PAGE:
Savannah rejects a project because it uses GPL

Frank Heckenbach frank at
Fri Feb 17 07:07:44 UTC 2006

Alfred M. Szmidt wrote:

> I wouldn't call troff/latex files for `program source.  They all spit
> out a static file, one could compare it to a file with values in it,
> that you give to a program, which then spits out a fractal image.  Is
> the file with the values, just numbers, source code? Or even a
> program?  Of course not.

It's not obvious at all. If the program that you give the file to is
an interpreter (compiler / byte code machine / emulator), and the
values are source code in the interpreted language (source code in
the compiled language or intermediate code produced by a previous
compilation step / byte code / machine code of the emulated
machine), if necessary encoded in some numeric form (just to satisfy
your "just numbers" condition, which is rather meaningless as
everything on a digital computer can be written as numbers), then
yes, the file is a program. -- To most of us, who include source
code in the definition of programs, in all of the cases, and to you
who only seem consider machine code as programs, at least in the
case of an emulated machine. Or do you claim that whether the
content of a file *is* a program depends on whether it's being run
on a native machine or on an emulator? (If so, what is it while it's
not being run?)

> A LaTeX/groff file is more akin to a very
> long parameter list (this is stretching it a bit, but that is what it
> kinda is)

I don't know groff very well, but for (La)TeX this isn't true.
(La)TeX provides a Turing-complete language, so (La)TeX files can be
programs. Probably the majority of existing (La)TeX files are not
"really" programs (or rather, trivial programs, comparable to a C
program consisting only of a series of printf's) if you don't count
the included packages, but it's certainly possible to write programs
in (La)TeX. The same holds for PostScript, unlike PDF, BTW.

A rather easy way to find out (for practical purposes -- the formal
definition can be found in the literature) is to ask the question
whether you can, e.g., compute digits of pi or some well-known
fractal in a language, *without* writing down the result. (An
indication is, if you keep increasing the number of digits or the
resolution of the fractal, does the "program" size grow or remain
the same.) E.g., in non-programmable languages such as HTML (without
JavaScript or other extensions) the only ways to "display" a fractal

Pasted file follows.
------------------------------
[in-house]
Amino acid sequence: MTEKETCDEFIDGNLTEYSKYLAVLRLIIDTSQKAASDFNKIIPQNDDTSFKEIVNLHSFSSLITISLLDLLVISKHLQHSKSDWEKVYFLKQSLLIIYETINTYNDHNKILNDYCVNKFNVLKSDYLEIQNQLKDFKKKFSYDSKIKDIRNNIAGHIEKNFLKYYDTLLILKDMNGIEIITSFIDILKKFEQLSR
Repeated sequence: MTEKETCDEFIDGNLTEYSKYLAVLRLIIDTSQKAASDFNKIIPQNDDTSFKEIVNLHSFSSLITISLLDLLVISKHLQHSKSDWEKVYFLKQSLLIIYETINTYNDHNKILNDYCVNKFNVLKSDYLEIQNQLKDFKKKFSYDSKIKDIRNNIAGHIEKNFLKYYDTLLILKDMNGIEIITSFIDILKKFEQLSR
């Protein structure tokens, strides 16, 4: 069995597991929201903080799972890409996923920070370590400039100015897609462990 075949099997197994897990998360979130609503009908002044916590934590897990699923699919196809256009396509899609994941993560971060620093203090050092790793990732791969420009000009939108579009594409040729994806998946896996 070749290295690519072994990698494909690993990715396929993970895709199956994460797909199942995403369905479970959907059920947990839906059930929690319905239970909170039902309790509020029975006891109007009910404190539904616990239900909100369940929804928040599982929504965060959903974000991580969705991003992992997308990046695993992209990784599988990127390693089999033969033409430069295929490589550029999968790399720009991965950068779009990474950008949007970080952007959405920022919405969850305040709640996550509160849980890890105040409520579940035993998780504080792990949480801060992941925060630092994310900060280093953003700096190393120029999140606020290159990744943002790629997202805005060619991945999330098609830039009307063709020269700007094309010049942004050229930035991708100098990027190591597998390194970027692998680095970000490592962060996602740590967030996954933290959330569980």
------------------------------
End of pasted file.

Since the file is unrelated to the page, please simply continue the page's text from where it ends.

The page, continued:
are things like including it as an external image, or ASCII art, or
use of tables -- all of which have to grow to display larger

In contrast, in (La)TeX and PostScript you can implement the fractal
algorithms, so you can output the fractal at higher resolutions by
just changing a parameter. (FWIW, I programmed some fractals in PS
myself. The PS files are very small -- below 1 KB for several
fractals, independent of output resolution. When I converted them to
PDF for fun, the PDF size exploded as I increased resolution --
quickly approaching 100 MB before I stopped. That's because PDF is
basically PS minus the programming language -- the primitives
(graphics etc.) are mostly the same, so the difference is quite
clearly shown in this comparison.)

Simo wrote:

> To me what differentiate a program from a document is that a program can
> handle inputs, while, generally, documents should not.

I don't think this distinction is very useful. On the one hand, as
you say:

> Said that I know
> there a re documents that can change and take inputs, so it really does
> not make any sense to draw a clear line, the line moves on a case per
> case base.

(Even serial letters take inputs.)

On the other hand, programs do not have to take inputs. Though you
could say that a program without input always gives the same result
(if you exclude randomness, by defining it as some kind of input,
which seems reasonable), I don't agree to equating a program with
its output.

As an example, consider a program that repeatedly inputs a natural
number n and outputs the n'th digit of pi. It takes input, so it
would be a program, according to that definition. Now if you replace
the input statement by a statement counting up n, so the program
outputs all digits of pi in succession (until aborted), it wouldn't
be a program anymore -- though the actual code is the same, except
for a trivial modification!?

Or even more extreme, what about an automated test suite (say for a
compiler, so the individual tests are written in the compiler's
source language, and there is some kind of test framework). As it
takes no input (given a fixed compiler version), and always outputs
"OK", neither part of it would be a program according to that
definition. No, I don't think that's a useful definition. The
established definitions in CS of computability, Turing completeness
etc. seem more useful.

Though actually this all misses the point. When someone claims that
programs and non-programs need different kinds of freedoms, then
it's up to him to support this claim. From such an argument it could
be seen show which properties of programs are actually relevant to
the argument. Up to now, we've only seen that "it's functional" is
not the relevant property (as documentation is functional, even
according to the FDL), so the rest seems to be pointless arguing
about irrelevant definitions so far.


Frank Heckenbach, frank at
GnuPG and PGP keys: (7977168E)

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